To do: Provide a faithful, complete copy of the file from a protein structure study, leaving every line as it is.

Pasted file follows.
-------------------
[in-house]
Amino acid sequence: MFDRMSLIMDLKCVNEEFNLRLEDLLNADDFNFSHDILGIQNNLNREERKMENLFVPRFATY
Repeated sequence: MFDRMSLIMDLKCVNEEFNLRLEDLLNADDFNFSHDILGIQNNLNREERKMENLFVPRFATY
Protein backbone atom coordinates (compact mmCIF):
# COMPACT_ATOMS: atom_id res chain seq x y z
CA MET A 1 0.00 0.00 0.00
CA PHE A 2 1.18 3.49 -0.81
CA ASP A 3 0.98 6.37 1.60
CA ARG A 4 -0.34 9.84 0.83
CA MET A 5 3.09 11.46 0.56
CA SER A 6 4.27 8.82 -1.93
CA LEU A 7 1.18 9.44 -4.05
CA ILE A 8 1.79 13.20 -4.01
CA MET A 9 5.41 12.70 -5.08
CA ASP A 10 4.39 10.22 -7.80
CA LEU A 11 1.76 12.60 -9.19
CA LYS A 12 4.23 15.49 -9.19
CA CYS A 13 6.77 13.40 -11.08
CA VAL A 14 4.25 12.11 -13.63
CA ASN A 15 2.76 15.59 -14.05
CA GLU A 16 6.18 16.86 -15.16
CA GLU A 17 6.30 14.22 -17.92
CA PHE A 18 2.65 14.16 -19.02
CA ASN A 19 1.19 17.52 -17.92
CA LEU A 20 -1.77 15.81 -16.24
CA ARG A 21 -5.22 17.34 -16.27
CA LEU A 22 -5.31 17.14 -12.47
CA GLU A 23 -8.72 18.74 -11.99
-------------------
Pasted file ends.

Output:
[in-house]
Amino acid sequence: MFDRMSLIMDLKCVNEEFNLRLEDLLNADDFNFSHDILGIQNNLNREERKMENLFVPRFATY
Repeated sequence: MFDRMSLIMDLKCVNEEFNLRLEDLLNADDFNFSHDILGIQNNLNREERKMENLFVPRFATY
Protein backbone atom coordinates (compact mmCIF):
# COMPACT_ATOMS: atom_id res chain seq x y z
CA MET A 1 0.00 0.00 0.00
CA PHE A 2 1.18 3.49 -0.81
CA ASP A 3 0.98 6.37 1.60
CA ARG A 4 -0.34 9.84 0.83
CA MET A 5 3.09 11.46 0.56
CA SER A 6 4.27 8.82 -1.93
CA LEU A 7 1.18 9.44 -4.05
CA ILE A 8 1.79 13.20 -4.01
CA MET A 9 5.41 12.70 -5.08
CA ASP A 10 4.39 10.22 -7.80
CA LEU A 11 1.76 12.60 -9.19
CA LYS A 12 4.23 15.49 -9.19
CA CYS A 13 6.77 13.40 -11.08
CA VAL A 14 4.25 12.11 -13.63
CA ASN A 15 2.76 15.59 -14.05
CA GLU A 16 6.18 16.86 -15.16
CA GLU A 17 6.30 14.22 -17.92
CA PHE A 18 2.65 14.16 -19.02
CA ASN A 19 1.19 17.52 -17.92
CA LEU A 20 -1.77 15.81 -16.24
CA ARG A 21 -5.22 17.34 -16.27
CA LEU A 22 -5.31 17.14 -12.47
CA GLU A 23 -8.72 18.74 -11.99